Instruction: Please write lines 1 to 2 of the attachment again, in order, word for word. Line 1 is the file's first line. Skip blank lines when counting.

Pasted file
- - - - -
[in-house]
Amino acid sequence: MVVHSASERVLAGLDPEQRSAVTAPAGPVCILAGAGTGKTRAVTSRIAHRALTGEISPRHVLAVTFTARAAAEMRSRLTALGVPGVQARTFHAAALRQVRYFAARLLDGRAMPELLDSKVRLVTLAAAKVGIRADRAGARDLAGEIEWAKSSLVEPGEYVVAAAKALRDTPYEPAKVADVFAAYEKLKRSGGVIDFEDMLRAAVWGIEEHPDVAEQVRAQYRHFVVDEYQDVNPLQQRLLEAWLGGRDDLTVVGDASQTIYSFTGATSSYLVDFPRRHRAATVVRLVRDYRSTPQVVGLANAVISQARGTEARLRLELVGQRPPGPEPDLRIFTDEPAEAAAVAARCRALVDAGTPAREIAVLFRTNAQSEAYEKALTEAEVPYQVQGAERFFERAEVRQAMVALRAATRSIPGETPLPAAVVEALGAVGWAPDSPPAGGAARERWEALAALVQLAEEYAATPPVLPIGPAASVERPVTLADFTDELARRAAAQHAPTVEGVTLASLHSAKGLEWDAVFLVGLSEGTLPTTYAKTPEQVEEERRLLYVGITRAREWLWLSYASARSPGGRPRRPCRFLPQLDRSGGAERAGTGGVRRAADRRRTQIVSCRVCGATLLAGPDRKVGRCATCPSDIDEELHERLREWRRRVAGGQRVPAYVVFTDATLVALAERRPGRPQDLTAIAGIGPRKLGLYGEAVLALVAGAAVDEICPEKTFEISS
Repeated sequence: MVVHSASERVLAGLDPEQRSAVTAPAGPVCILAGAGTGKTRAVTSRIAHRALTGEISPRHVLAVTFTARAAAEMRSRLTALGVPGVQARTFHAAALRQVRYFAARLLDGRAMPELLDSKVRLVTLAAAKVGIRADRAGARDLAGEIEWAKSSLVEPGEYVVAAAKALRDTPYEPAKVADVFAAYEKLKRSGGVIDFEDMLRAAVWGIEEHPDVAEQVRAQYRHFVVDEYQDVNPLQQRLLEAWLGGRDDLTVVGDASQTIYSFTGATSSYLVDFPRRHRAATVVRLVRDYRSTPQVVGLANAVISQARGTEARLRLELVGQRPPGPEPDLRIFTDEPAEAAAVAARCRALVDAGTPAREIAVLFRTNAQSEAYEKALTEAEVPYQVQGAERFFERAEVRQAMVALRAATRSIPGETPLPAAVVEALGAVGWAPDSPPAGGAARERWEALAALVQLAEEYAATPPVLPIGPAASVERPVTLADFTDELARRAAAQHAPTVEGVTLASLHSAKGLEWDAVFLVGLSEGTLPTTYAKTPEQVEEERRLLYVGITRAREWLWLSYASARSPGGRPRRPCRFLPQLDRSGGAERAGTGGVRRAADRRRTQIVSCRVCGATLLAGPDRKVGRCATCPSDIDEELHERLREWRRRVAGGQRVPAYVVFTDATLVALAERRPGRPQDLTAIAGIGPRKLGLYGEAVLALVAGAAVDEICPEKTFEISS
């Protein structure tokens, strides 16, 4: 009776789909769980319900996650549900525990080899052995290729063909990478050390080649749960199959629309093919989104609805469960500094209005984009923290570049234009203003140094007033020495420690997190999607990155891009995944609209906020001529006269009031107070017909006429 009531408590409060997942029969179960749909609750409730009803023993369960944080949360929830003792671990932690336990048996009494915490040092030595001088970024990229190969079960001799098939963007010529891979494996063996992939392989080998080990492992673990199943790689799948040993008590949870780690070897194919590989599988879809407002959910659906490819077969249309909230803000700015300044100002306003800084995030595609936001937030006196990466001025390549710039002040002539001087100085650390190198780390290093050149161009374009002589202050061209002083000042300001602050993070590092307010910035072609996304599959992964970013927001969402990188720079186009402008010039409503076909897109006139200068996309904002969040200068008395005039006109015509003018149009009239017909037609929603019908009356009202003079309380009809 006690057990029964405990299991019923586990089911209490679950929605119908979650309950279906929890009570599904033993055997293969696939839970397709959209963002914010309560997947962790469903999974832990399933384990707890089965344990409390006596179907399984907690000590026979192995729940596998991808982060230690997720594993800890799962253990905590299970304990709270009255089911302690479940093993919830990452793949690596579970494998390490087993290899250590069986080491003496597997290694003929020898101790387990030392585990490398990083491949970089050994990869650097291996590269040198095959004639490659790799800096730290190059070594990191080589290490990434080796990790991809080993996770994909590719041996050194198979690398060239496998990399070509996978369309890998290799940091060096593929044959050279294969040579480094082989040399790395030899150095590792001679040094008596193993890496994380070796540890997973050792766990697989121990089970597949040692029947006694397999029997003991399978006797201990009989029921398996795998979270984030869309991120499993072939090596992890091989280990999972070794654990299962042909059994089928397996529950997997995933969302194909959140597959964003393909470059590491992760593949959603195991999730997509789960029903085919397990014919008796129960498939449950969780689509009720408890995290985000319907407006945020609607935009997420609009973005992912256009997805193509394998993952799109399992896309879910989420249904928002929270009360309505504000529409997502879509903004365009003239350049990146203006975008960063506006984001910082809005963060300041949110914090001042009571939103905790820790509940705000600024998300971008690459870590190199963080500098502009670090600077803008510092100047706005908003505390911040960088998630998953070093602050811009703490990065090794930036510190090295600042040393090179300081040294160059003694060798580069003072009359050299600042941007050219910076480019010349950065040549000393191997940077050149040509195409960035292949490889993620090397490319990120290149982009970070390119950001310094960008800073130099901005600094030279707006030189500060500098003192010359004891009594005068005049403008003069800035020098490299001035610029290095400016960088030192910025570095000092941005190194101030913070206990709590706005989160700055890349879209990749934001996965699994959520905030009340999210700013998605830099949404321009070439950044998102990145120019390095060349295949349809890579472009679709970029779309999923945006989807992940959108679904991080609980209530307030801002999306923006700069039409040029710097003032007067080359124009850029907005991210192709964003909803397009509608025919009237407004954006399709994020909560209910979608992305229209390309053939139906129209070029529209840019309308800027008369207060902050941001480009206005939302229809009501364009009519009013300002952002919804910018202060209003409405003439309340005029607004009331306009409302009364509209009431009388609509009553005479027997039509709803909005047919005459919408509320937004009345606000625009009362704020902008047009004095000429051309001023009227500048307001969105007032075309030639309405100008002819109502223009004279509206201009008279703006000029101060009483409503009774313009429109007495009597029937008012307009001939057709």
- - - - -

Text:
[in-house]
Amino acid sequence: MVVHSASERVLAGLDPEQRSAVTAPAGPVCILAGAGTGKTRAVTSRIAHRALTGEISPRHVLAVTFTARAAAEMRSRLTALGVPGVQARTFHAAALRQVRYFAARLLDGRAMPELLDSKVRLVTLAAAKVGIRADRAGARDLAGEIEWAKSSLVEPGEYVVAAAKALRDTPYEPAKVADVFAAYEKLKRSGGVIDFEDMLRAAVWGIEEHPDVAEQVRAQYRHFVVDEYQDVNPLQQRLLEAWLGGRDDLTVVGDASQTIYSFTGATSSYLVDFPRRHRAATVVRLVRDYRSTPQVVGLANAVISQARGTEARLRLELVGQRPPGPEPDLRIFTDEPAEAAAVAARCRALVDAGTPAREIAVLFRTNAQSEAYEKALTEAEVPYQVQGAERFFERAEVRQAMVALRAATRSIPGETPLPAAVVEALGAVGWAPDSPPAGGAARERWEALAALVQLAEEYAATPPVLPIGPAASVERPVTLADFTDELARRAAAQHAPTVEGVTLASLHSAKGLEWDAVFLVGLSEGTLPTTYAKTPEQVEEERRLLYVGITRAREWLWLSYASARSPGGRPRRPCRFLPQLDRSGGAERAGTGGVRRAADRRRTQIVSCRVCGATLLAGPDRKVGRCATCPSDIDEELHERLREWRRRVAGGQRVPAYVVFTDATLVALAERRPGRPQDLTAIAGIGPRKLGLYGEAVLALVAGAAVDEICPEKTFEISS